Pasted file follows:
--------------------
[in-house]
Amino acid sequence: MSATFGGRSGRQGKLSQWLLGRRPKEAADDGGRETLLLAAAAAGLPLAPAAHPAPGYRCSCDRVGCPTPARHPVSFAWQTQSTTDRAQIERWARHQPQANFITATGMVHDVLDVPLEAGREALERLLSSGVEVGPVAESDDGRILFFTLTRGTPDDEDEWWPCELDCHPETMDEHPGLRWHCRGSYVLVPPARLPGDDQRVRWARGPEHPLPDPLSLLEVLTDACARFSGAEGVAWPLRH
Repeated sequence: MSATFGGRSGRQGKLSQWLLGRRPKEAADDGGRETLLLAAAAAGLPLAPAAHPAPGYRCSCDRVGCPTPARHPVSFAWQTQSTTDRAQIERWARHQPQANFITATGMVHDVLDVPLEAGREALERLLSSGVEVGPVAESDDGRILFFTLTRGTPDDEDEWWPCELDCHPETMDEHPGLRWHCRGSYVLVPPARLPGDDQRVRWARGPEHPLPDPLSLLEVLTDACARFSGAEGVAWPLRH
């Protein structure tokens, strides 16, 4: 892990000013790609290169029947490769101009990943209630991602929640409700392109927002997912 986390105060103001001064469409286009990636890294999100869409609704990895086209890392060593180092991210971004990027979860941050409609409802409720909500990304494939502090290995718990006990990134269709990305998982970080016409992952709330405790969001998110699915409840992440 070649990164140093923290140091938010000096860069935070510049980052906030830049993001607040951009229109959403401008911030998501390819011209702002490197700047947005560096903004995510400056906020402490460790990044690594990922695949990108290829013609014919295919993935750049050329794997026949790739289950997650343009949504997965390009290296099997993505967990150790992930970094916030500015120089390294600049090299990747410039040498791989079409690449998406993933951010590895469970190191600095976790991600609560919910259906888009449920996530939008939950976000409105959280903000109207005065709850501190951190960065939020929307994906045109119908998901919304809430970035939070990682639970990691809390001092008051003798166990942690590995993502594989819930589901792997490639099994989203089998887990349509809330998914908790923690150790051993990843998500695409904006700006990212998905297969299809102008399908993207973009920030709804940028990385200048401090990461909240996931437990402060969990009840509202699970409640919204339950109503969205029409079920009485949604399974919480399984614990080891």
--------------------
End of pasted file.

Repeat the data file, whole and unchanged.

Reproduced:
[in-house]
Amino acid sequence: MSATFGGRSGRQGKLSQWLLGRRPKEAADDGGRETLLLAAAAAGLPLAPAAHPAPGYRCSCDRVGCPTPARHPVSFAWQTQSTTDRAQIERWARHQPQANFITATGMVHDVLDVPLEAGREALERLLSSGVEVGPVAESDDGRILFFTLTRGTPDDEDEWWPCELDCHPETMDEHPGLRWHCRGSYVLVPPARLPGDDQRVRWARGPEHPLPDPLSLLEVLTDACARFSGAEGVAWPLRH
Repeated sequence: MSATFGGRSGRQGKLSQWLLGRRPKEAADDGGRETLLLAAAAAGLPLAPAAHPAPGYRCSCDRVGCPTPARHPVSFAWQTQSTTDRAQIERWARHQPQANFITATGMVHDVLDVPLEAGREALERLLSSGVEVGPVAESDDGRILFFTLTRGTPDDEDEWWPCELDCHPETMDEHPGLRWHCRGSYVLVPPARLPGDDQRVRWARGPEHPLPDPLSLLEVLTDACARFSGAEGVAWPLRH
């Protein structure tokens, strides 16, 4: 892990000013790609290169029947490769101009990943209630991602929640409700392109927002997912 986390105060103001001064469409286009990636890294999100869409609704990895086209890392060593180092991210971004990027979860941050409609409802409720909500990304494939502090290995718990006990990134269709990305998982970080016409992952709330405790969001998110699915409840992440 070649990164140093923290140091938010000096860069935070510049980052906030830049993001607040951009229109959403401008911030998501390819011209702002490197700047947005560096903004995510400056906020402490460790990044690594990922695949990108290829013609014919295919993935750049050329794997026949790739289950997650343009949504997965390009290296099997993505967990150790992930970094916030500015120089390294600049090299990747410039040498791989079409690449998406993933951010590895469970190191600095976790991600609560919910259906888009449920996530939008939950976000409105959280903000109207005065709850501190951190960065939020929307994906045109119908998901919304809430970035939070990682639970990691809390001092008051003798166990942690590995993502594989819930589901792997490639099994989203089998887990349509809330998914908790923690150790051993990843998500695409904006700006990212998905297969299809102008399908993207973009920030709804940028990385200048401090990461909240996931437990402060969990009840509202699970409640919204339950109503969205029409079920009485949604399974919480399984614990080891």